Greg: Especially when it’s about getting rich which will cause people to click on it, will cause people to bet everything, to lose everything. How about get rich slow? Like, are you ‘Get Big Slow?” GBS, is that what you are? Instead of getting it faster, you’re “Get Big Slow?” Is that what you’re professing with evergreen companies? It isn’t about staying a $5 million business forever, it’s about changing the world and doing it more sustainably for your customers and your employees over the long term.
Dave: It really comes down to how much do you need and what do you want to be your legacy and your contribution. And I think what people find very quickly is that if they sell their company… And I’ve seen this by a number of people. They sell the company and suddenly they have $100, $100 more million dollars. One, they pay a big tax bill, and then they turn around and they start investing in the public markets, the private markets, and they’re getting a lower return than they were getting on the money they had in their own firm. And suddenly, they don’t have a team anymore, they don’t have a purpose, they don’t have a customer base they’re serving. I’ve seen people get really depressed, really depressed. They’re rich beyond measure, and they’re horribly unhappy.
Dave: And I look at the evergreen CEOs that are kind of late in their career and they’re transitioning out of CEO and they’ve been running the firm for 20, 25 years. They scale it from $20 million to $400 million, from $2 million in profits to $80 million of profits. They’re writing $20 million dollar checks into the community. They’re writing big bonus checks to the team. They go to the grocery store and wives of employees come up and smile and their husbands and pat them on the back and say, “Thanks for just having such a great company.”
Dave: And they’ve got more money than they can spend, they’ve got control over the firm, they’ve got a wonderful customer base, they’ve got a wonderful employee base, they feel like they’re important parts of the community. I mean, that to me feels like success, not building something up and selling it and then hiring Morgan Stanley to invest your money for you and then getting confused by all these deals that they’re putting you into, these funds. I mean, their salesmanship around how they’ll manage your wealth is phenomenal. And they probably underperform the S&P 500. If you just put your money… As Warren Buffett encourages, just put it in an ETF or the 500. And if you want to take more risk, borrow money and put it into the ETF, don’t let other people borrow it on your behalf.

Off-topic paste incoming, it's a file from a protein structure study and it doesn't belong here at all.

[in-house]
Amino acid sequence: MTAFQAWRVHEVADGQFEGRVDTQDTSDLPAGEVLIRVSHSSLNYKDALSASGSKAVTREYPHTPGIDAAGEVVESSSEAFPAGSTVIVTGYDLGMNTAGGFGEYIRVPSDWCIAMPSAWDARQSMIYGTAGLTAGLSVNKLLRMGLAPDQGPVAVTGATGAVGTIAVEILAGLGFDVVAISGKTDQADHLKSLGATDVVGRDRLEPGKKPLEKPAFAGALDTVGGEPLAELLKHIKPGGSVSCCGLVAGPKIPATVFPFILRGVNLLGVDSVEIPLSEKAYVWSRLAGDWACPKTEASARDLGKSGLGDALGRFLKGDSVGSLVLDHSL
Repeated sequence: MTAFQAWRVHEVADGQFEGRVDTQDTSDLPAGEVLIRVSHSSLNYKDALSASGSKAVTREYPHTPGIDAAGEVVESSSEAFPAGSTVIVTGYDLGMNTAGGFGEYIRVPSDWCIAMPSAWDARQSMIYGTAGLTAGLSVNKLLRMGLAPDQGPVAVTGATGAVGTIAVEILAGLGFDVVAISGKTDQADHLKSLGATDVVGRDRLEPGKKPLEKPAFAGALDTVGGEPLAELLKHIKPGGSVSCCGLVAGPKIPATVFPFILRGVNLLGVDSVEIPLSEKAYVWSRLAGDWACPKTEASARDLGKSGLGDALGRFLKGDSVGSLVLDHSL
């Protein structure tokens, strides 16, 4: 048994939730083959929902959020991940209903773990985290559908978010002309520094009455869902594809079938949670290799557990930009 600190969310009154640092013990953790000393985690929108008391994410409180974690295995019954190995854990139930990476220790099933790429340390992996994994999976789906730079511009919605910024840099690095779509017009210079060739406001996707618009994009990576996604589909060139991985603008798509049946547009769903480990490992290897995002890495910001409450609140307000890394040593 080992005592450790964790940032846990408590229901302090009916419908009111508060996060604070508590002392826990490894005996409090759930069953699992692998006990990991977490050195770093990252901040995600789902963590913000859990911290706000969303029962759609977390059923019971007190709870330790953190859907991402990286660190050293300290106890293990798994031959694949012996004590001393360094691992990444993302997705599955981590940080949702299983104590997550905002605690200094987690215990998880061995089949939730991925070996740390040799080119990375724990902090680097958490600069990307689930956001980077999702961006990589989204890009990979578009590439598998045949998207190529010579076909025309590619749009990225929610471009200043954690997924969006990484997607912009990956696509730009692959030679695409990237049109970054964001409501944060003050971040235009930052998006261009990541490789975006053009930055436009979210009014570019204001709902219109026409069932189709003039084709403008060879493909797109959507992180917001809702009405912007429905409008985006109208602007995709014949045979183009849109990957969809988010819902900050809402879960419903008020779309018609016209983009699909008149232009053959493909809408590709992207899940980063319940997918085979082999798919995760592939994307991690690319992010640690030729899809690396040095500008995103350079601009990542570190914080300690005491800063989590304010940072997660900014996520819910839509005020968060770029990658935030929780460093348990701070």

Dave: So, I think people have kind of lost track of what success really… What really true success can feel like for an entrepreneur and a founder. And I would argue what really feels like success is to build an independent private company over the long haul with happy customers, happy employees contributing to society, contributing to your communities, doing what I call the evergreen path. And again, I just see these people and there’s just a level of contentment and satisfaction and their contributions that have built this kind of company. And I don’t see the same thing in Silicon Valley for the people who’ve gotten rich. Now they’re chasing deals and they’re putting pressure on the new set of entrepreneurs. I mean, it just never ends.
Greg: Well, it’s a common thing. On this Practical Founder Podcast, one of the questions I ask with the successful founders who’ve grown something and had an exit and they’re successful… And if it doesn’t have an exit, and I’d be open to that possibility, run it forever. Successful ones with an exit, the question is, how did it feel when the money hit your bank account? “Oh, it was great.” And how did it feel the next day when you didn’t have an office to go to and your team and your customers and the cause and everything? And they said, “It was the worst day of my life.” And then how long did it take for you to go back and get back to building something important for the world again? And usually the answer is “about six months,” something like that. I can’t play golf. I’m not going to fish.
Greg: Like, we build things that have an impact on the world. And that’s the reason I’m here for the practical founders. I’m helping the crazy people who are solving today’s problems with tomorrow’s solutions, right? I don’t think the government’s going to do it or big companies are going to solve it. I think crazy entrepreneurs solve a lot of the world’s problems. And they have to do it at scale in the long term to be able to solve it, not just have that small impact.
Dave: And Greg, if I could say this too, it’s because I know that you do encourage practical founders that they can sell their companies or they can play long ball and may be more evergreen. The one thing I’d say is I don’t think we should judge anybody’s decisions. It’s their decision whether they raise venture capital, they decide to sell getting to $10 million in revenue or they decide to go the evergreen path. That’s all okay, because at the end of the day, you created something from nothing. And part of that and that part of what our society stands for is that gives you permission to make these kind of decisions.
Dave: I just hope more people are exposed to your ideas and my ideas because I think these are really valid alternatives to, again, this kind of sense that the de facto growth model is you have to go raise angel money to venture capital, to more venture capital, to a public sale or sale or public offering. It’s just… No, no. There are some wonderful alternatives to that. And really it comes down to what do you want out of your life and your legacy? And and if you want something more than just a big bank account, I would argue play long ball. Give it a shot.